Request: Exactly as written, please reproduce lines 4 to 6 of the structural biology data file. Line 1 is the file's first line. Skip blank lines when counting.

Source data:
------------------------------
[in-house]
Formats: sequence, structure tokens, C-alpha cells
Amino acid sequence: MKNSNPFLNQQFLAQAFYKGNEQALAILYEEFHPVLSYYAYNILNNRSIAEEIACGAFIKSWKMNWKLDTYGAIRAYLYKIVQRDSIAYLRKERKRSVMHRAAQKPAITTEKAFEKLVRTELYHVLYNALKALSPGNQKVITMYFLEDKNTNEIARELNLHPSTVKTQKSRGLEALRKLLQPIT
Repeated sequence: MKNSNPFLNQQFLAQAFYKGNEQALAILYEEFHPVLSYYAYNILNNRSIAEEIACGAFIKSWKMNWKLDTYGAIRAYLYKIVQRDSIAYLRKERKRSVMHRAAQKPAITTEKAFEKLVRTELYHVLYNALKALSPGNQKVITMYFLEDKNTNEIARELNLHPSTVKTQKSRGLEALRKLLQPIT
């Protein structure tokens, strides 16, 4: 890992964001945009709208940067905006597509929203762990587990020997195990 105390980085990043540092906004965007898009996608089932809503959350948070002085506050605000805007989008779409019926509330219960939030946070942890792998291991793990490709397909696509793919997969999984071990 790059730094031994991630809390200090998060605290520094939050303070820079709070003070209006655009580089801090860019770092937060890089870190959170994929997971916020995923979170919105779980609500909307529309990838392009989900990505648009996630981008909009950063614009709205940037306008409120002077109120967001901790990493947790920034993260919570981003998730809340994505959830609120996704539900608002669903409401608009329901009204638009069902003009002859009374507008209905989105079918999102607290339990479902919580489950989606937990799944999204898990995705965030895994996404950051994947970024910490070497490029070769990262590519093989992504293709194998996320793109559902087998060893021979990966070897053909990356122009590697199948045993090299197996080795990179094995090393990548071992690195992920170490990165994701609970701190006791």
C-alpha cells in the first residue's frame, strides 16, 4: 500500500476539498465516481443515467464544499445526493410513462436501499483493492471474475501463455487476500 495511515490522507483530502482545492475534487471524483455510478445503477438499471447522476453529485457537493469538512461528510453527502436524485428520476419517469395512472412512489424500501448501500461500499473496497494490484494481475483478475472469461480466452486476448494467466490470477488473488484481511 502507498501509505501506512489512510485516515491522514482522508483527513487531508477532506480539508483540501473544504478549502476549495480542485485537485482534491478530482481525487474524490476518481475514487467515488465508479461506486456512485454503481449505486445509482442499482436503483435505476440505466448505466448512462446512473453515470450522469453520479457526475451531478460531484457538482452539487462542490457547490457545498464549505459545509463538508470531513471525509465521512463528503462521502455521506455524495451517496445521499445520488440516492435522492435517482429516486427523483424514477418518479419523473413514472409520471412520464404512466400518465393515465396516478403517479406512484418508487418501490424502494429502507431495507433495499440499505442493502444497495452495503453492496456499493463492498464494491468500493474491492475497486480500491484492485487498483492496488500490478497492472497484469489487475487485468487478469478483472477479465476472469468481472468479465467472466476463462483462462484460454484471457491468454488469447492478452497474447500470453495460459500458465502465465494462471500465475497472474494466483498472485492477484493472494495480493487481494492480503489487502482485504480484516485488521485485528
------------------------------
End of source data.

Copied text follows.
Repeated sequence: MKNSNPFLNQQFLAQAFYKGNEQALAILYEEFHPVLSYYAYNILNNRSIAEEIACGAFIKSWKMNWKLDTYGAIRAYLYKIVQRDSIAYLRKERKRSVMHRAAQKPAITTEKAFEKLVRTELYHVLYNALKALSPGNQKVITMYFLEDKNTNEIARELNLHPSTVKTQKSRGLEALRKLLQPIT
């Protein structure tokens, strides 16, 4: 890992964001945009709208940067905006597509929203762990587990020997195990 105390980085990043540092906004965007898009996608089932809503959350948070002085506050605000805007989008779409019926509330219960939030946070942890792998291991793990490709397909696509793919997969999984071990 790059730094031994991630809390200090998060605290520094939050303070820079709070003070209006655009580089801090860019770092937060890089870190959170994929997971916020995923979170919105779980609500909307529309990838392009989900990505648009996630981008909009950063614009709205940037306008409120002077109120967001901790990493947790920034993260919570981003998730809340994505959830609120996704539900608002669903409401608009329901009204638009069902003009002859009374507008209905989105079918999102607290339990479902919580489950989606937990799944999204898990995705965030895994996404950051994947970024910490070497490029070769990262590519093989992504293709194998996320793109559902087998060893021979990966070897053909990356122009590697199948045993090299197996080795990179094995090393990548071992690195992920170490990165994701609970701190006791």
C-alpha cells in the first residue's frame, strides 16, 4: 500500500476539498465516481443515467464544499445526493410513462436501499483493492471474475501463455487476500 495511515490522507483530502482545492475534487471524483455510478445503477438499471447522476453529485457537493469538512461528510453527502436524485428520476419517469395512472412512489424500501448501500461500499473496497494490484494481475483478475472469461480466452486476448494467466490470477488473488484481511 502507498501509505501506512489512510485516515491522514482522508483527513487531508477532506480539508483540501473544504478549502476549495480542485485537485482534491478530482481525487474524490476518481475514487467515488465508479461506486456512485454503481449505486445509482442499482436503483435505476440505466448505466448512462446512473453515470450522469453520479457526475451531478460531484457538482452539487462542490457547490457545498464549505459545509463538508470531513471525509465521512463528503462521502455521506455524495451517496445521499445520488440516492435522492435517482429516486427523483424514477418518479419523473413514472409520471412520464404512466400518465393515465396516478403517479406512484418508487418501490424502494429502507431495507433495499440499505442493502444497495452495503453492496456499493463492498464494491468500493474491492475497486480500491484492485487498483492496488500490478497492472497484469489487475487485468487478469478483472477479465476472469468481472468479465467472466476463462483462462484460454484471457491468454488469447492478452497474447500470453495460459500458465502465465494462471500465475497472474494466483498472485492477484493472494495480493487481494492480503489487502482485504480484516485488521485485528